Listeria monocytogenes is a major pathogen acquired by eating contaminated food, but healthy adults can generally fend off an infection after suffering, at worst, a few days of gastroenteritis. However, some individuals, including infants, pregnant women, and immunocompromised cancer patients, are susceptible to more severe forms of listeriosis, in which the bacterium escapes the gastrointestinal tract and disseminates throughout the body, causing septicemia, meningitis, and, in many cases, death.

Patients with some forms of cancer are as much as 1,000 times more likely to develop listeriosis, possibly because chemotherapy drugs can suppress a patient’s immune system. But a team of researchers led by Simone Becattini and Eric G. Pamer wondered whether the gut microbiome–the community of bacteria that naturally lives in the gastrointestinal tract–might also play a role in limiting L. monocytogenes infection. Chemotherapy disrupts the microbiome, and gut bacteria are known to prevent other food-borne pathogens from colonizing the gastrointestinal tract by, for example, secreting antibacterial toxins.

The researchers found that disrupting the microbiome with antibiotics made laboratory mice more susceptible to L. monocytogenes infection, increasing the pathogen’s ability to colonize the gastrointestinal tract and spread into the circulatory system to cause the animals’ death. The effect of antibiotics was even more noticeable in immunocompromised mice lacking key immune cells; these animals succumbed to even small doses of L. monocytogenes if their microbiomes were disrupted by antibiotic treatment.

Mice treated with the common chemotherapy drugs doxorubicin and cyclophosphamide were vulnerable to Listeria infection, and they became even more susceptible when they were also treated with antibiotics.

The researchers identified four species of gut bacteria–all members of the Clostridiales order–that together were able to limit L. monocytogenes growth in laboratory cultures. Transferring these probiotic bacteria into germ-free mice protected the rodents from Listeria infection by limiting the pathogen’s ability to colonize the gastrointestinal tract and disseminate into other tissues. “Thus, augmenting colonization resistance functions in immunocompromised patients by introducing these protective bacterial species might represent a novel clinical approach to prevent L. monocytogenes infection,” says Becattini.

“Our results also raise the possibility that in other at-risk categories for listeriosis, such as infants or pregnant women, disruptions to the gut microbiome could be a contributing factor to susceptibility,” Becattini continues. “Pregnant women in their third trimester, the phase in which susceptibility to Listeria is known to be highest, show an altered microbiome, with a marked reduction in Clostridiales species.”

Microbes In Your Gut Influence Major Eye Disease

Age-related Macular Degeneration (AMD) is the leading cause of irreversible blindness in the industrialized world, affecting over 10 million individuals in North America. A study lead by Dr. Przemyslaw (Mike) Sapieha, researcher at Hôpital Maisonneuve-Rosemont (CIUSSS de l’Est-de-l’Île-de-Montréal) and professor at the University of Montreal, published in EMBO Molecular Medicine, uncovered that bacteria in your intestines may play an important role in determining if you will develop blinding wet AMD.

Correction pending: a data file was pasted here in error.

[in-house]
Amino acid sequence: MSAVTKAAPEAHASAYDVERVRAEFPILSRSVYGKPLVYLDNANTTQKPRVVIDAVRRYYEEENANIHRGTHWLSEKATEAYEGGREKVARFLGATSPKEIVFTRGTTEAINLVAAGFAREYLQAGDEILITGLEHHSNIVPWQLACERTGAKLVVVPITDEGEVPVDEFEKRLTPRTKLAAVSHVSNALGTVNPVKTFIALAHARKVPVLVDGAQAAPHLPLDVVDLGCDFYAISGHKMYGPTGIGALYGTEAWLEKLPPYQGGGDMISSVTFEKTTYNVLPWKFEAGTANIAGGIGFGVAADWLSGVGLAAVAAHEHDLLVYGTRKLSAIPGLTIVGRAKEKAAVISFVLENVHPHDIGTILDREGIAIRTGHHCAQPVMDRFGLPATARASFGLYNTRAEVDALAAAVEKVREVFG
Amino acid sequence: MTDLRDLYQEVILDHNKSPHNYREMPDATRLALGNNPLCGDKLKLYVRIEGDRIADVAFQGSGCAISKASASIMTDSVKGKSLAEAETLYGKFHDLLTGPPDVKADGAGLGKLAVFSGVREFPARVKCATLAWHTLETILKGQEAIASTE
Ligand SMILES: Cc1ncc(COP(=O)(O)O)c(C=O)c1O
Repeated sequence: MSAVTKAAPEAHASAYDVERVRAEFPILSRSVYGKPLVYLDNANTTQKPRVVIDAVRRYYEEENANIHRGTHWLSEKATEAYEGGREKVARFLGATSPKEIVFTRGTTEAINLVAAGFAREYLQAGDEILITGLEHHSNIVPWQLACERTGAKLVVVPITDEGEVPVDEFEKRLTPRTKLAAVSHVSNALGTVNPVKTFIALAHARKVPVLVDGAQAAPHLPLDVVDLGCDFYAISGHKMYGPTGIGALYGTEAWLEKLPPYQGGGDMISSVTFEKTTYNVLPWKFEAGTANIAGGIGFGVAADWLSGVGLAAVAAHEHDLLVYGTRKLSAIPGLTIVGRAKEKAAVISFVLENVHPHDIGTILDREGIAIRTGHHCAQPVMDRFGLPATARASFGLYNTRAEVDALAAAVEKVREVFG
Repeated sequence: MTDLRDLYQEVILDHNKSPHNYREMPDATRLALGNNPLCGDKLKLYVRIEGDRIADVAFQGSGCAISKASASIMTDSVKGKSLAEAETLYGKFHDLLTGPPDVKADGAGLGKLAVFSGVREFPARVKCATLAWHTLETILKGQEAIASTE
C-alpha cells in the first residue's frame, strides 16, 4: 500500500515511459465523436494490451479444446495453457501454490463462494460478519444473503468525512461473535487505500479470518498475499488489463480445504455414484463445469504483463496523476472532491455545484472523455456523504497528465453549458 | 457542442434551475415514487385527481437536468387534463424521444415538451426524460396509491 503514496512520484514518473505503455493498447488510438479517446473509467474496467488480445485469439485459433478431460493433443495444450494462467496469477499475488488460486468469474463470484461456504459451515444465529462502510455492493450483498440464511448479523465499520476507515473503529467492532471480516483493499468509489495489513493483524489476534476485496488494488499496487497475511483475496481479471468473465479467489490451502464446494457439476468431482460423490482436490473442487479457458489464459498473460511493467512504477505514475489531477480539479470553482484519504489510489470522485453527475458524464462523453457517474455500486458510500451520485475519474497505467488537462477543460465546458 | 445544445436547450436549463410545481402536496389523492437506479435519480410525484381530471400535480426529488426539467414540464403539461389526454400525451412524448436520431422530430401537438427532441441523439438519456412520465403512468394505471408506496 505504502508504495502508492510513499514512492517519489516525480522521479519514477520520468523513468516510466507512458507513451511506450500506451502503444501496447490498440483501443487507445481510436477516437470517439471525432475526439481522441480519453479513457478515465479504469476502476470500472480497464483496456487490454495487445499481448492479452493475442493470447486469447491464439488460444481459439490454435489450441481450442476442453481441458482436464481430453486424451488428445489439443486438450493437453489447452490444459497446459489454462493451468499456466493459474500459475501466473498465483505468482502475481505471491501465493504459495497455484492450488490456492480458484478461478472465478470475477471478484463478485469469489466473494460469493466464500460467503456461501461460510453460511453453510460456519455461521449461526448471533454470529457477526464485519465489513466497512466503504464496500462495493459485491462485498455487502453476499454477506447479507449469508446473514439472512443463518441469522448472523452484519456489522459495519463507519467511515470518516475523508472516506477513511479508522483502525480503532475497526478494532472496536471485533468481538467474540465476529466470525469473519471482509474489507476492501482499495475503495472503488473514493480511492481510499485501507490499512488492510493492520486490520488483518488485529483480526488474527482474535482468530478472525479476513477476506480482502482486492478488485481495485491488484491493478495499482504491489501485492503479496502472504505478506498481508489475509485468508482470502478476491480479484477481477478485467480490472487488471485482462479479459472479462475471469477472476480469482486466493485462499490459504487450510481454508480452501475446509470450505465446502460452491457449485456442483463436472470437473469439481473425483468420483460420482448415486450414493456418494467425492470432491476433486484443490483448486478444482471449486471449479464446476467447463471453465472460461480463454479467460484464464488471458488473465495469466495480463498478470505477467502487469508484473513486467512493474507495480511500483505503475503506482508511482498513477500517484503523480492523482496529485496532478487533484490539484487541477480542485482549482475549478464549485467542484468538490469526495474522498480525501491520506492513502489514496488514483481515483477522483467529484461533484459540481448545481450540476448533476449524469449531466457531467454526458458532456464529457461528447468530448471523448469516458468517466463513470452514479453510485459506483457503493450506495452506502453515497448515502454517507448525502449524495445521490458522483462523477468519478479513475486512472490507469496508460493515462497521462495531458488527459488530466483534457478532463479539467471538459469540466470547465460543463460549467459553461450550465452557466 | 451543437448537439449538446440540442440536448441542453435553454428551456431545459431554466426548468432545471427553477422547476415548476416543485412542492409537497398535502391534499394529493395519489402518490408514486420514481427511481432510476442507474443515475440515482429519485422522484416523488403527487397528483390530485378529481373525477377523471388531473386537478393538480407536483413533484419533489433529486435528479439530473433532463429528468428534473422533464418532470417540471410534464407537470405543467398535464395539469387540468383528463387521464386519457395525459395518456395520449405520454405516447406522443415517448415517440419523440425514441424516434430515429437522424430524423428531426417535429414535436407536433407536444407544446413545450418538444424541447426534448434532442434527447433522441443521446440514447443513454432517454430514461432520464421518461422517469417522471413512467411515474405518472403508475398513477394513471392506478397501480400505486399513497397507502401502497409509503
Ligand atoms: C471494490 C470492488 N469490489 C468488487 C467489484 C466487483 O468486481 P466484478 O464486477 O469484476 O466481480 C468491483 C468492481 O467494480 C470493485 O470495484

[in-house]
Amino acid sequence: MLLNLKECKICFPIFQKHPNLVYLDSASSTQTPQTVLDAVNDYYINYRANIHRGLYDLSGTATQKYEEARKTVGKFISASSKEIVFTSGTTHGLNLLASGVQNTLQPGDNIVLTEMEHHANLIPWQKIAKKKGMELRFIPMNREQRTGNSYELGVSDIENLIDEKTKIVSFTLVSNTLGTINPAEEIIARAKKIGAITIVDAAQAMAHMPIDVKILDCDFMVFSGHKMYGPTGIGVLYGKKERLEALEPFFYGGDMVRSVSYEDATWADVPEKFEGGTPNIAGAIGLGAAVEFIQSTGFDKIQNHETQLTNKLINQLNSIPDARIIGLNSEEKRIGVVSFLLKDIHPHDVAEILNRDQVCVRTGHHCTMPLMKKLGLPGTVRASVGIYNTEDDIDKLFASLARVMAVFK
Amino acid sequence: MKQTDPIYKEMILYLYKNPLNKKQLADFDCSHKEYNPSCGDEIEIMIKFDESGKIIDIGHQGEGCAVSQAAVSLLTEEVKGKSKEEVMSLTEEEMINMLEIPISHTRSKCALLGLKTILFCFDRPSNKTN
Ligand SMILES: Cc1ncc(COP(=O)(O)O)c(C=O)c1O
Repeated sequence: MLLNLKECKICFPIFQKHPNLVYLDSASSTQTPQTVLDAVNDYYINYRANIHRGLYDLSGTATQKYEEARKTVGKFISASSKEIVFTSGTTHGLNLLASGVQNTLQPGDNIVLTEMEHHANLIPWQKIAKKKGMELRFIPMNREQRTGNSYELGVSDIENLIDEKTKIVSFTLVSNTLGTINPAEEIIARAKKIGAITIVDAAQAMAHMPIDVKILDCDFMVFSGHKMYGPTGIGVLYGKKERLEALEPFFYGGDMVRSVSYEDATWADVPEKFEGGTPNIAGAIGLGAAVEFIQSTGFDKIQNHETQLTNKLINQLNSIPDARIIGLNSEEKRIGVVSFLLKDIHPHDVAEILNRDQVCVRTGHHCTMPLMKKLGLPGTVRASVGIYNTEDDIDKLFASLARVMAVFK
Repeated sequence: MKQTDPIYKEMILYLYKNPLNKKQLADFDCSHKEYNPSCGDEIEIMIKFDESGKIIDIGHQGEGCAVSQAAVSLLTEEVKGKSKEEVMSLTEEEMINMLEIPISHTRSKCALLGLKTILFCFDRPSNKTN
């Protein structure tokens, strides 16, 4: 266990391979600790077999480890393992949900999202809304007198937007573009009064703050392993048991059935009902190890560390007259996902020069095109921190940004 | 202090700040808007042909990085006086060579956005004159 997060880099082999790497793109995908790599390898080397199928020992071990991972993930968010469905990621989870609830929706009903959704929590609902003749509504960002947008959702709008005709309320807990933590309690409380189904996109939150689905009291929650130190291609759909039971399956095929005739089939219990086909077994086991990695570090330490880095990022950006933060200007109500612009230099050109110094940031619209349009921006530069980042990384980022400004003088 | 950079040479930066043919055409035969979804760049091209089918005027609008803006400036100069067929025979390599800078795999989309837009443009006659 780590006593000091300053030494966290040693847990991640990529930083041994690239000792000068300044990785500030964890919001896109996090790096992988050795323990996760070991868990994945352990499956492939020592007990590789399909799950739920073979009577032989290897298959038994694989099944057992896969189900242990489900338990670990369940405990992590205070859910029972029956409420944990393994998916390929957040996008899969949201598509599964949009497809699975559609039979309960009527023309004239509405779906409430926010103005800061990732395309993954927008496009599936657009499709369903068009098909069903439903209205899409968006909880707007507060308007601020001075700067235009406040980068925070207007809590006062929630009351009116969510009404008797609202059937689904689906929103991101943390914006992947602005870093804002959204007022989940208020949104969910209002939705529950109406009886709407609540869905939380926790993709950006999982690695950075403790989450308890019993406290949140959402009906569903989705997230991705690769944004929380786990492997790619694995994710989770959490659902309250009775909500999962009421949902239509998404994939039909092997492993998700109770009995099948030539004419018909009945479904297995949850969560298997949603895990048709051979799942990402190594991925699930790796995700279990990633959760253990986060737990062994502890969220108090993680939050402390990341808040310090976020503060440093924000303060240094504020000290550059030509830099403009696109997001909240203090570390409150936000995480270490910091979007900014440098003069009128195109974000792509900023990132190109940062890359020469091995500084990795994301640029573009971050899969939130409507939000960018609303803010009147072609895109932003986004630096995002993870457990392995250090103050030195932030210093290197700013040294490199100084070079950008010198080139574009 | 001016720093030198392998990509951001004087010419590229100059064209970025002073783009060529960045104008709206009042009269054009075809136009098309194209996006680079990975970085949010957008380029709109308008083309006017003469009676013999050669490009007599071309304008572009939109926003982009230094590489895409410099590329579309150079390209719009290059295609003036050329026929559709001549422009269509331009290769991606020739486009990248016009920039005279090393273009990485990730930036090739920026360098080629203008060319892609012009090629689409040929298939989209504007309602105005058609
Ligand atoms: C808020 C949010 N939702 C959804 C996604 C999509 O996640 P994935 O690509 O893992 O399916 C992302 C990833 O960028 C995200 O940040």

AMD is characterized by a heightened immune response, sizeable deposits of fat debris at the back of the eye called soft drusen (early AMD), destruction of nerve cells, and growth of new diseased blood vessels (wet AMD, late form). While only accounting for roughly 10% of cases of AMD, wet AMD is the primary form leading to blindness. Current treatments becomes less effective with time. It is therefore important to find new ways to prevent the onset of this debilitating disease.

While many studies on the genetics of AMD have identified several genes that predispose to AMD, no single gene can account for development of the disease. Epidemiological data suggests that in men, overall abdominal obesity is the second most important environmental risk factor, after smoking, for progression to late-stage blinding AMD. Until now, the mechanisms that underscore this observation remained ill defined. Elisabeth Andriessen, a PhD student in the lab of Professor Sapieha found that changes in the bacterial communities of your gut, such as those brought on by a diet rich in fat, can cause long-term low-grade inflammation in your whole body and eventually promote diseases such as wet AMD. Among the series of experiments conducted as part of this study, the group performed fecal transfers from mice receiving regular fat diets, compared to those receiving a high fat diet, and found a significant amelioration of wet AMD.

“Our study suggests that diets rich in fat alter the gut microbiome in a way that aggravates wet AMD, a vascular disease of the aging eye. Influencing the types of microbes that reside in your gut either through diet or by other means may thus affect the chances of developing AMD and progression of this blinding disease”, says Dr Sapieha. Professor Sapieha holds the Wolfe Professorship in Translational Vision Research and a Canada Research Chair in retinal cell biology.